Write therefore the things which thou sawest, and the things which are, and the things which shall come to pass hereafter; the mystery of the seven stars which thou sawest in my right hand, and the seven golden candlesticks.
The seven stars are the angels of the seven churches: and the seven candlesticks are seven churches.Revelation 1:19-20 ASV
This is John’s commission to write the vision for the benefit of the seven churches, and for all generations.
Of course, the three things mentioned which John was to write have often been understood as an outline of the book, the things which he saw referring to Revelation 1, the things which are pertaining to Revelation 2 and Revelation 3, and the things that shall be “hereafter” referring to the balance of the prophecy.
This classification does not help much in interpretation.
Furthermore, the word “hereafter” is used eight other times in Revelation 4:1; 7:1; 7:9; 9:12; 15:5; 18:1; 19:1; 20:3!
It is very difficult to reconcile this repeated use of “hereafter” with the theory that everything in the book was fulfilled “shortly” after it was written.
This verse gives us a three-fold outline of Revelation.
It is the view of this interpreter that in each of the cycles covered by the prophecy there are things past, present, and future in all of them.
For example, the judgment, mentioned over and over again, is a future event; and it is mentioned no less than seven times, each mention of it coming in a different section of the book.
All kinds of efforts have been made to identify these “angels” of the seven churches as the ruling bishop, the pastor, the chief elder, or other human representative of the church; but such a view cannot be otherwise than incorrect.
The angels are the symbolical representatives of the churches … in toto.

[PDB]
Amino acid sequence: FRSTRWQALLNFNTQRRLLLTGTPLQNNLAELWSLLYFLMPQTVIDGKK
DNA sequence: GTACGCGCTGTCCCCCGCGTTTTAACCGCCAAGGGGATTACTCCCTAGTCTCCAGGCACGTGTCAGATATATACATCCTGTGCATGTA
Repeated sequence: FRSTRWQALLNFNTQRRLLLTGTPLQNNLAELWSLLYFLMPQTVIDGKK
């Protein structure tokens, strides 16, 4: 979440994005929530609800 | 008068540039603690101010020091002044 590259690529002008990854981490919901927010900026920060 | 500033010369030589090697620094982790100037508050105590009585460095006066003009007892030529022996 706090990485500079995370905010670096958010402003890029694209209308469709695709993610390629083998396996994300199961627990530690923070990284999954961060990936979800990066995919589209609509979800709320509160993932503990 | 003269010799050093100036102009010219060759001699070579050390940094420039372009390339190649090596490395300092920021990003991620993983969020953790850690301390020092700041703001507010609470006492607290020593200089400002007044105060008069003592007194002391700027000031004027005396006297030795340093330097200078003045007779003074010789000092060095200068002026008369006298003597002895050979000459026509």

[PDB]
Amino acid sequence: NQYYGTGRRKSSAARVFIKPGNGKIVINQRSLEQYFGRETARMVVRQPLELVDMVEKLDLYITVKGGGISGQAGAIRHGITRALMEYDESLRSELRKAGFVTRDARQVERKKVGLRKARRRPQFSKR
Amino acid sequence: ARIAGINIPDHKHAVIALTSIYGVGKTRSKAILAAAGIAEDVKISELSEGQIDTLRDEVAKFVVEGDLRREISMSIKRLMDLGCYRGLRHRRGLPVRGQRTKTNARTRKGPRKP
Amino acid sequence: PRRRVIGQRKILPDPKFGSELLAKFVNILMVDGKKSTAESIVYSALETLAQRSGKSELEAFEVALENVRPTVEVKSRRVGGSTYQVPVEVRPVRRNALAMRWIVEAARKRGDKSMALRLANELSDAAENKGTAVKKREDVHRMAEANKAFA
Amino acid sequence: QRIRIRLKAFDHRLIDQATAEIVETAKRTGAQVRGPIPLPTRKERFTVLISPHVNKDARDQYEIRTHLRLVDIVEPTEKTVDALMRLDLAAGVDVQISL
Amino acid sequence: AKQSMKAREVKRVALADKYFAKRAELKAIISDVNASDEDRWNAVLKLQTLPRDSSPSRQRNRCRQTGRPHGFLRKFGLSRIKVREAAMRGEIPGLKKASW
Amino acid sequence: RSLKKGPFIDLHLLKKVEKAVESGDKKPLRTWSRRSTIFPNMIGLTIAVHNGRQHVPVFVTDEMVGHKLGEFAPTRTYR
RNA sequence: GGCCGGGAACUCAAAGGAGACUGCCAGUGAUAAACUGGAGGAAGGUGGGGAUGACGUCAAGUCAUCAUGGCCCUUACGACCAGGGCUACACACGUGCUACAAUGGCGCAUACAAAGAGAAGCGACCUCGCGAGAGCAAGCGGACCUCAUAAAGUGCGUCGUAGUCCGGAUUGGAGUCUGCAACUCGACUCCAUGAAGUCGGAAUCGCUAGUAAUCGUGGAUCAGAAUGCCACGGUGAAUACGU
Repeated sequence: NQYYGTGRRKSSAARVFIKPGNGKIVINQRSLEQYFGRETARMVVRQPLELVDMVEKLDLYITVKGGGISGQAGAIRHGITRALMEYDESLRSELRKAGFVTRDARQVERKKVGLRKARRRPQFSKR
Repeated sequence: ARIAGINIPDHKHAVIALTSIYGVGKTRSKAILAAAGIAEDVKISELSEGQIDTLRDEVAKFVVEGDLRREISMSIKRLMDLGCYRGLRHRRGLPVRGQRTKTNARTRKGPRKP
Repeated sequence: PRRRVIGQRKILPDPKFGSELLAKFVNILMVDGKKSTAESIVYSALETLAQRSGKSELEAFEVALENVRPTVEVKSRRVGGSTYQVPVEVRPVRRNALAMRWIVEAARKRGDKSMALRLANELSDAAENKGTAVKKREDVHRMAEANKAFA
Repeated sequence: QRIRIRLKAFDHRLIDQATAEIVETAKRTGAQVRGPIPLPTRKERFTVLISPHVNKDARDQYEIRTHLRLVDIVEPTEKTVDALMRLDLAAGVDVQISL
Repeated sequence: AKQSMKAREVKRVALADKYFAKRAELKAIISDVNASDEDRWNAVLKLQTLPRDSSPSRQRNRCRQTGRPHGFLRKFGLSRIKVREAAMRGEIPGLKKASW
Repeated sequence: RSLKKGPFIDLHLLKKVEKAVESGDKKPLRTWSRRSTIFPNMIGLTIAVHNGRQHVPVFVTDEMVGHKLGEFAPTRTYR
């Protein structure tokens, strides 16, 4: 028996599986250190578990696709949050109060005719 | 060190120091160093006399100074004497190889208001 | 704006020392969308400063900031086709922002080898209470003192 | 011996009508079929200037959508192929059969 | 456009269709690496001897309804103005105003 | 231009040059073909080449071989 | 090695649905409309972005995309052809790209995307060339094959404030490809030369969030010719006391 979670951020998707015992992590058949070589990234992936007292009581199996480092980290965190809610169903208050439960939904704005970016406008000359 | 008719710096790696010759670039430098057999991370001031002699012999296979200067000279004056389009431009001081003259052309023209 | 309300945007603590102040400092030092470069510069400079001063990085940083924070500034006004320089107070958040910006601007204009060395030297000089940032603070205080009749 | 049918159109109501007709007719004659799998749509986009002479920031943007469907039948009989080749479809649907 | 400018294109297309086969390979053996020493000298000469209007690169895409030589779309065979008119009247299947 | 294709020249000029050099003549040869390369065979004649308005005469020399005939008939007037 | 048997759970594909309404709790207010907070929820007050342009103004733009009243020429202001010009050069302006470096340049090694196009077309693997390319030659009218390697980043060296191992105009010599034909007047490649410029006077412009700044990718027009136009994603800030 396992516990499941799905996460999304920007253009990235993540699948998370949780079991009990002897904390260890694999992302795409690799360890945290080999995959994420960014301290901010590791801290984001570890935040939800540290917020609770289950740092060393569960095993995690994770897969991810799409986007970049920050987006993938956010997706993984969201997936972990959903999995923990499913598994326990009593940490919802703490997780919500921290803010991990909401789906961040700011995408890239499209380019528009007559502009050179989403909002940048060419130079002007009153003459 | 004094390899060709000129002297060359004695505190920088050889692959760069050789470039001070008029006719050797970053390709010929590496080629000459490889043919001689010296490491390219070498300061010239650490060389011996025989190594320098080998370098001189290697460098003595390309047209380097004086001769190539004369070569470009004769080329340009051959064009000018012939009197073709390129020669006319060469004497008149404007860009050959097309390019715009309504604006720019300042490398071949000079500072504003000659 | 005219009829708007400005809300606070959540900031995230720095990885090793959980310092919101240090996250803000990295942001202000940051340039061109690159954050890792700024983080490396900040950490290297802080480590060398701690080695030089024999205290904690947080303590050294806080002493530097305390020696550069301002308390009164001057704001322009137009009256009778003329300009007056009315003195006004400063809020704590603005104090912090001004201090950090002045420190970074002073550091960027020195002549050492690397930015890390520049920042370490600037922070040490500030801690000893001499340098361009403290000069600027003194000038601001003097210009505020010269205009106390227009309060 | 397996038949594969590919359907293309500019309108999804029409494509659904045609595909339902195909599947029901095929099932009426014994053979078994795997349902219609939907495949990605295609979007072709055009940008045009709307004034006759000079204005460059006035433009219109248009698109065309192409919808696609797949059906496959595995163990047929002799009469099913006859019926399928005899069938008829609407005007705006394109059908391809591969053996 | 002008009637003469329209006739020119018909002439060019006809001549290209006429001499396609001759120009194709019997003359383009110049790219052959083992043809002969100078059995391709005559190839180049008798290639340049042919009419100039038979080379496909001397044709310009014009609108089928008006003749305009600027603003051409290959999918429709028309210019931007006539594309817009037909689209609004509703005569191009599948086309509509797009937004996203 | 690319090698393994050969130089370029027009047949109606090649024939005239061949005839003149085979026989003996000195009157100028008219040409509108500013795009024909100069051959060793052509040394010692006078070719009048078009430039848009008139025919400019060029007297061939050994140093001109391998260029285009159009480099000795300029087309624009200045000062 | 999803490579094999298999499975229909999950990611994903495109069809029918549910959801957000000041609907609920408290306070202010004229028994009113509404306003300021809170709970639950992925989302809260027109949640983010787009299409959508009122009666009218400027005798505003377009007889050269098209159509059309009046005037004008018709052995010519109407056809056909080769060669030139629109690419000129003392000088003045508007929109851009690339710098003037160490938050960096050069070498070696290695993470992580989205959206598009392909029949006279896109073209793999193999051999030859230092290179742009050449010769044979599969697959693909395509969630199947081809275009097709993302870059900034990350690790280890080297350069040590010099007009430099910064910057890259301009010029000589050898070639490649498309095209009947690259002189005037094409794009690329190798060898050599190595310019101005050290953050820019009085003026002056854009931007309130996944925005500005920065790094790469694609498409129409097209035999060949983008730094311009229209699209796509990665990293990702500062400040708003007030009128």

The angels then are all those members of the church who are actively engaged in carrying out God’s commands … in any or all congregations throughout the world.
Christ holds them in the hollow of his hand and gives them the strength and protection that only He can give.
In keeping with this interpretation is the fact that in spite of the seven letters being directed in each case to “the angel” of the church, it is not an angel, but the church itself which is addressed.
It is clearly the members of the church who are addressed; hence, the conclusion must be that in some kind of metaphorical language, the members are individually represented under the figure of an angel, that is a star, in Christ’s right hand.
The consideration should also be noted that, if any such thing as a metropolitan “bishop” had been intended by this, there can be no doubt whatever that the primitive church would have preserved this title for “bishop.”
It was noted under Revelation 1:13 that in the vision, these churches are not joined in one corporate unity, as was the case with the Jewish candlestick, familiar to all as depicted on the Arch of Titus. No.
Also, there is another lesson to be received from this, when the illustration is compared with the words of Jesus who warned that a person’s religious life, his spiritual life, should not be hidden under a bushel, under a bed, or under a vessel; but that it should be put “on a stand!” (Luke 8:16 and its parallels).
The application is that a truly spiritual life is always identified with the local congregation of the Lord’s people.
In plain words, this simply means that every Christian should “put his membership in the church.” If he does not do so, he is not likely to have any spiritual life whatever within a very short time.
It must be admitted that the interpretation we have received concerning the “angels” of the churches still leaves many questions about it.
Significantly, this is true even after the heavenly voice has itself told us what the stars in Jesus’ hand represent.
He concluded the review with the solution that both the lampstand and the angels represent the churches.